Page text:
New Puerto Rican Governor Could Stoke anti-US Insurgency as Boricua Popular Army Resurges

An imminent threat to the US Caribbean. Libcom
President-elect Donald Trump's resounding victory during the previous elections has unleashed a wave of liberal indignation, with separatist movements surging across California and other US territories. Nowhere is the risk of violence more real than in Puerto Rico, however, where a newly-sworn-in governor has decided that he will seek to change the status of the island, currently considered a commonwealth of Washington. 

The Associated Press is reporting that Gov. Ricardo Rossello believes the island of Puerto Rico could be on the verge of collapse, and that a referendum to determine whether the people of the US possession should seek statehood or independence from Uncle Sam could reshape the course of history in the same way that the Spanish-American War of 1898 resulted in a new America. 

Filiberto Ojeda Rios, the commander-in-chief of the Boricua Popular Army and one of the most-sought men by the Federal Bureau of Investigation until his killing in 2005, only left behind more ruthless men than himself, and President-elect Trump has convinced them that now is the time to strike at the state. 

If the BPA utilizes tactics similar to those that it employed in the 1970s and 80s, we could be looking at multiple terror attacks per year by a group that will have gained the amplifying knowledge made available by the Islamic State on the internet. Already, elements within the FBI believe that the BPA has begun to plan bank robberies in the San Juan area with the objective of acquiring the necessary funds to finance their terrorist activities and avenge the death of Mr. Ojeda, who many see as a martyr for Puerto Rican independence.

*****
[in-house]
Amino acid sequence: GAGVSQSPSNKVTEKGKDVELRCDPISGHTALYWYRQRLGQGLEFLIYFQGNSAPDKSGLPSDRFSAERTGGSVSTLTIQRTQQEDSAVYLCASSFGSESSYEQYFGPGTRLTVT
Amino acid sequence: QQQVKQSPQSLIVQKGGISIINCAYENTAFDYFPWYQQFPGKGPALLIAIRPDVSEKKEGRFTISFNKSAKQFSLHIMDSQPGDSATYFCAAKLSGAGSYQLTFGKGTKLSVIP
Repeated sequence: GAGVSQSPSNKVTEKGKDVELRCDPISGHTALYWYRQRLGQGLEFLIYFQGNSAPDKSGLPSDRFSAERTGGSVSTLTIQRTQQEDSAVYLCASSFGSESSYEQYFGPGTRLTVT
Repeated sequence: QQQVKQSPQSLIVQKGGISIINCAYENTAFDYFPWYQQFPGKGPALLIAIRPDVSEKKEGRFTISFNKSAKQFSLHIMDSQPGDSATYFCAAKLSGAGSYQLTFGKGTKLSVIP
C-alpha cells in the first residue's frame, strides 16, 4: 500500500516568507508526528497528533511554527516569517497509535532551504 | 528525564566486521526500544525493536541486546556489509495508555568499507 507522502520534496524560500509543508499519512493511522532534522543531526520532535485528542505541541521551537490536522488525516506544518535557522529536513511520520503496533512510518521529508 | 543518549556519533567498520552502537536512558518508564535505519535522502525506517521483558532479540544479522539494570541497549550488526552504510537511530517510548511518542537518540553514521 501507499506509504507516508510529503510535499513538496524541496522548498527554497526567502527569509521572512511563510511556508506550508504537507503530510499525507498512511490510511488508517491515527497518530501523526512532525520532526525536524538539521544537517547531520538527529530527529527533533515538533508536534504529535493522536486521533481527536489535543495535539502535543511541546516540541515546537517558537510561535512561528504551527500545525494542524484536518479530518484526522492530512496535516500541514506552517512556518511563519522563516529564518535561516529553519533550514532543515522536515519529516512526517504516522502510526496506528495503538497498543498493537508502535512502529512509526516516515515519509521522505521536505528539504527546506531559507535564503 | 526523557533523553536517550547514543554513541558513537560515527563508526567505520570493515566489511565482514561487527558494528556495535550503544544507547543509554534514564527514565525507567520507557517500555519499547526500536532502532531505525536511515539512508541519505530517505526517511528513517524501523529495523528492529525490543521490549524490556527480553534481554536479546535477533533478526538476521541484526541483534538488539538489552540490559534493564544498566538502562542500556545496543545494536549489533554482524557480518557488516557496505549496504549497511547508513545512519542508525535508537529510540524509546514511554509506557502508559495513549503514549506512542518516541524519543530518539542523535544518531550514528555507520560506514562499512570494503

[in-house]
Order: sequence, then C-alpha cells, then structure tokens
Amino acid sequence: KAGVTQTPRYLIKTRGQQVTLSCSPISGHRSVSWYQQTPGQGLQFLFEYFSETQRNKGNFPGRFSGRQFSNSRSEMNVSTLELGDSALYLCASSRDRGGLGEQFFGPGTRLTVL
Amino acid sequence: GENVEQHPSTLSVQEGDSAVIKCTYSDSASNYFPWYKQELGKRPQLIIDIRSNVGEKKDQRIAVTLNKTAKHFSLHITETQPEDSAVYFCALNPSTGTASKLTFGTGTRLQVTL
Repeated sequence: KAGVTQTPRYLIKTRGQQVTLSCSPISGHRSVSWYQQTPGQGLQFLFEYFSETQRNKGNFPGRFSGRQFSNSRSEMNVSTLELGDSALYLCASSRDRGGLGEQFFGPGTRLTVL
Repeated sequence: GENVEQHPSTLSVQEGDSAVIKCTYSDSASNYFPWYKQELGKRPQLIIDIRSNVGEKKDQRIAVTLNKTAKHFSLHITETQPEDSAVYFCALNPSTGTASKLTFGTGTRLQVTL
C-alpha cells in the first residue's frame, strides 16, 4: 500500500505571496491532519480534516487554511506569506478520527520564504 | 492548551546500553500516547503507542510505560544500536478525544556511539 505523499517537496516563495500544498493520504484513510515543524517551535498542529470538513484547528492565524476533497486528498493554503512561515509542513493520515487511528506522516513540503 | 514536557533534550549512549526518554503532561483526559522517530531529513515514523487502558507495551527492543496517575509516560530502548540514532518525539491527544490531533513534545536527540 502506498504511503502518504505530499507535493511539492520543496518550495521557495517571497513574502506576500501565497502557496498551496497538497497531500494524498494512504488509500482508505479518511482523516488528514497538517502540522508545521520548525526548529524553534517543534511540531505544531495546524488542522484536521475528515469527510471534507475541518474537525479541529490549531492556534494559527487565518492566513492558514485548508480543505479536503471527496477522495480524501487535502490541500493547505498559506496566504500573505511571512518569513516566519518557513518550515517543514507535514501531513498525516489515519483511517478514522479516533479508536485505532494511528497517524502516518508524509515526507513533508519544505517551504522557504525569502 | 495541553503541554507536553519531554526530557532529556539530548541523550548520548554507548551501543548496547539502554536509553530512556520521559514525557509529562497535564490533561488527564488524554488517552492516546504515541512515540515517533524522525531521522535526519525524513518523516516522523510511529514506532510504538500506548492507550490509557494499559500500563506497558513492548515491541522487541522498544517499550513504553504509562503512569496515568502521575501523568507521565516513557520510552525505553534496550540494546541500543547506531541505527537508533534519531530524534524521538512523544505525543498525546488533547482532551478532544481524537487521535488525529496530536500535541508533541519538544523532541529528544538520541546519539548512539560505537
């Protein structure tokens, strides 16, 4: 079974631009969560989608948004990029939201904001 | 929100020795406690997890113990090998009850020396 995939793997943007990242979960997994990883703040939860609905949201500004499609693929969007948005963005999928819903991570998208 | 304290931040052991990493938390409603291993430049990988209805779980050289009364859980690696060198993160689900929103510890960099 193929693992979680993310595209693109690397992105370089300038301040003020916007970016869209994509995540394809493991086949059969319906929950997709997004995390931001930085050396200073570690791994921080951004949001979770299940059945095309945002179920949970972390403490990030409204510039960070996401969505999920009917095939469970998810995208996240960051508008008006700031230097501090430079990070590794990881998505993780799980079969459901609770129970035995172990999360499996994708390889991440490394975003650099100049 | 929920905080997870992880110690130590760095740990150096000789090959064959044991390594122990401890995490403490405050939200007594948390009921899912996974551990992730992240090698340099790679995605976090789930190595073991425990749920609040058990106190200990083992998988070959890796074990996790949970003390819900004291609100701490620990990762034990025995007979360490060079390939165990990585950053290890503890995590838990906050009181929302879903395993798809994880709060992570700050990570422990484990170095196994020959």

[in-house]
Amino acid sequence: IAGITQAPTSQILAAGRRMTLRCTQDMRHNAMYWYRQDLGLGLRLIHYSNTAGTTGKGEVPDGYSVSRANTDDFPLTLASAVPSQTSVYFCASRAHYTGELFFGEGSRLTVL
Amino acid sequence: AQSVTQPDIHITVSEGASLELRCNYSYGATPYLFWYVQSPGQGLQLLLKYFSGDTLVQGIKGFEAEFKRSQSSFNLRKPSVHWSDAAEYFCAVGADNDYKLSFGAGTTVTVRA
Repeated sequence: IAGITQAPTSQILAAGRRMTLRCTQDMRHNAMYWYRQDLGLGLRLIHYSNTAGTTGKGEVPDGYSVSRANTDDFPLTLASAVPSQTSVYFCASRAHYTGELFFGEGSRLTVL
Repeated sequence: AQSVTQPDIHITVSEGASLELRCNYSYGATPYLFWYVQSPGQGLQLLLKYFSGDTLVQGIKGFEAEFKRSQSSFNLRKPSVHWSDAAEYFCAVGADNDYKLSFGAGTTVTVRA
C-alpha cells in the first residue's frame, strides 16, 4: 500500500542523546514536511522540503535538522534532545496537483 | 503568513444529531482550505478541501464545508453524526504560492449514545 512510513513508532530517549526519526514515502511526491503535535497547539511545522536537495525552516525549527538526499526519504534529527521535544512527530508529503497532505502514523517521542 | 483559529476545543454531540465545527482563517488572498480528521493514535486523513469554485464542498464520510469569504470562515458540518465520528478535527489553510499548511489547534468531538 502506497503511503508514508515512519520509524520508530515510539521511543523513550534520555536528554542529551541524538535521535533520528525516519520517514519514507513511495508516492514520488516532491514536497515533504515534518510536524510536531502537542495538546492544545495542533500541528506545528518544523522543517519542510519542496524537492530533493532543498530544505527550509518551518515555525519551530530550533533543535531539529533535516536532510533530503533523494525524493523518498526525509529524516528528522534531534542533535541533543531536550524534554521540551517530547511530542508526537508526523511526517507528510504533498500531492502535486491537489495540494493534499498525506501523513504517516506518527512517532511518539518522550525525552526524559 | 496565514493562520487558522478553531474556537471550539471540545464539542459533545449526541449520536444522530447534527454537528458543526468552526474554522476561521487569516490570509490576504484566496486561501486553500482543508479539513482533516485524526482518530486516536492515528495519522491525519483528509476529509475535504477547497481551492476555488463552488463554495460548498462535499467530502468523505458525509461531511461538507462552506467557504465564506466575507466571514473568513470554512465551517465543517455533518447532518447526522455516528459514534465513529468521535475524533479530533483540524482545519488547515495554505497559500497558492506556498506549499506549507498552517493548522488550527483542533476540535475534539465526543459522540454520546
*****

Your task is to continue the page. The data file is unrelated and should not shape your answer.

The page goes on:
The way the FBI killed Mr. Ojeda has made the problem worse in the Puerto Rican community, as future heads of the Macheteros, as members of the BPA are known, will be more hostile against the federal government and more willing to take violent action against imagined aggression. 

The BPA maintains a network of clandestine cells throughout the United States, and should Puerto Rico's new governor seek statehood for the island, it could radicalize the Macheteros to the extent that they become a bigger threat to national security than the Islamic State, since the Muslim terror group has fewer operatives inside the Homeland. 

The economic collapse and statehood ascension of Puerto Rico could herald more than an economic burden on Washington, it could set-off a Hispanic insurgency that may force President Trump to deploy the military on America's streets and place citizens in military stockades. The governor of Puerto Rico has the power to, with the flick of a pen, turn America into a war zone; and history may compel him to inadvertently use that power.